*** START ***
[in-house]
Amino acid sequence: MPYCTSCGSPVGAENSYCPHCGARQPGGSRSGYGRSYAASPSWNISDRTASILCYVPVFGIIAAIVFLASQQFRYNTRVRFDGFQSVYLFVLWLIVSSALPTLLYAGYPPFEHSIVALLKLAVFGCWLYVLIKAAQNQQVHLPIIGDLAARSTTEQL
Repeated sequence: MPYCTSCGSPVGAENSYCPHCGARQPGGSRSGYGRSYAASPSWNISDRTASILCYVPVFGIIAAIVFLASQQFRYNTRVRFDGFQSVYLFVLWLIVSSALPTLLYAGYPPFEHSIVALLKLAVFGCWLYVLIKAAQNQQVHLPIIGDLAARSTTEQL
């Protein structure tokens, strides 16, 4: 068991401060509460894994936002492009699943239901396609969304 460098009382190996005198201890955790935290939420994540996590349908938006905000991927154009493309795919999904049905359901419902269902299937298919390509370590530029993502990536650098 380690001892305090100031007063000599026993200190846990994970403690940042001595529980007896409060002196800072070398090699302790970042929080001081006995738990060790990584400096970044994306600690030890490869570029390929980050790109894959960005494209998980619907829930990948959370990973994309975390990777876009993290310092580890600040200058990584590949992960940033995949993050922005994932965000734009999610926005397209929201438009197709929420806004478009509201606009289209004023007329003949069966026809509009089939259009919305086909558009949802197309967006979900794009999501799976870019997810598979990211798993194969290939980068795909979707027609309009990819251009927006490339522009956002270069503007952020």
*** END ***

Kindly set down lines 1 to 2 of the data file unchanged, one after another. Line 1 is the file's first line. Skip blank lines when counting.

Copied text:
[in-house]
Amino acid sequence: MPYCTSCGSPVGAENSYCPHCGARQPGGSRSGYGRSYAASPSWNISDRTASILCYVPVFGIIAAIVFLASQQFRYNTRVRFDGFQSVYLFVLWLIVSSALPTLLYAGYPPFEHSIVALLKLAVFGCWLYVLIKAAQNQQVHLPIIGDLAARSTTEQL